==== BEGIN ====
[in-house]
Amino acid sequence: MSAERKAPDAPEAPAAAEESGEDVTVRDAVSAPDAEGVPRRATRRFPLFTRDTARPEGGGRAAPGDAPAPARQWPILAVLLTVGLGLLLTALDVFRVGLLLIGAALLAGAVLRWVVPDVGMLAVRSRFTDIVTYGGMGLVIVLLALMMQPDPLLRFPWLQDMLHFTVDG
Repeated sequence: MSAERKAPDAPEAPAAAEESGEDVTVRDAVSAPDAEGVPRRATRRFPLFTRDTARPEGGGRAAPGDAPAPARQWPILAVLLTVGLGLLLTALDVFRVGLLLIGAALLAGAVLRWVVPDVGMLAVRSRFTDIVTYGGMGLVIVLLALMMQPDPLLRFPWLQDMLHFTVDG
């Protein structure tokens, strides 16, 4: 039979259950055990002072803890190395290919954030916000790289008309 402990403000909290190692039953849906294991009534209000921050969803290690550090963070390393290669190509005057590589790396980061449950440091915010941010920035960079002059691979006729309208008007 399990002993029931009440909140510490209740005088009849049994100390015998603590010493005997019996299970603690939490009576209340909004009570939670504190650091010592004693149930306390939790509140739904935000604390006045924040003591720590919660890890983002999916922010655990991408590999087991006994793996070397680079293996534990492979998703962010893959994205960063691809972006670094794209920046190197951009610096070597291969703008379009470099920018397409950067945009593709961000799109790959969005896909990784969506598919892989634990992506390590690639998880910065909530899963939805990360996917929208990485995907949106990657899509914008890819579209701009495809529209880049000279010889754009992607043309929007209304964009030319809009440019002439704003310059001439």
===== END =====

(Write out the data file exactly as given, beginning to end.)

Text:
[in-house]
Amino acid sequence: MSAERKAPDAPEAPAAAEESGEDVTVRDAVSAPDAEGVPRRATRRFPLFTRDTARPEGGGRAAPGDAPAPARQWPILAVLLTVGLGLLLTALDVFRVGLLLIGAALLAGAVLRWVVPDVGMLAVRSRFTDIVTYGGMGLVIVLLALMMQPDPLLRFPWLQDMLHFTVDG
Repeated sequence: MSAERKAPDAPEAPAAAEESGEDVTVRDAVSAPDAEGVPRRATRRFPLFTRDTARPEGGGRAAPGDAPAPARQWPILAVLLTVGLGLLLTALDVFRVGLLLIGAALLAGAVLRWVVPDVGMLAVRSRFTDIVTYGGMGLVIVLLALMMQPDPLLRFPWLQDMLHFTVDG
């Protein structure tokens, strides 16, 4: 039979259950055990002072803890190395290919954030916000790289008309 402990403000909290190692039953849906294991009534209000921050969803290690550090963070390393290669190509005057590589790396980061449950440091915010941010920035960079002059691979006729309208008007 399990002993029931009440909140510490209740005088009849049994100390015998603590010493005997019996299970603690939490009576209340909004009570939670504190650091010592004693149930306390939790509140739904935000604390006045924040003591720590919660890890983002999916922010655990991408590999087991006994793996070397680079293996534990492979998703962010893959994205960063691809972006670094794209920046190197951009610096070597291969703008379009470099920018397409950067945009593709961000799109790959969005896909990784969506598919892989634990992506390590690639998880910065909530899963939805990360996917929208990485995907949106990657899509914008890819579209701009495809529209880049000279010889754009992607043309929007209304964009030319809009440019002439704003310059001439």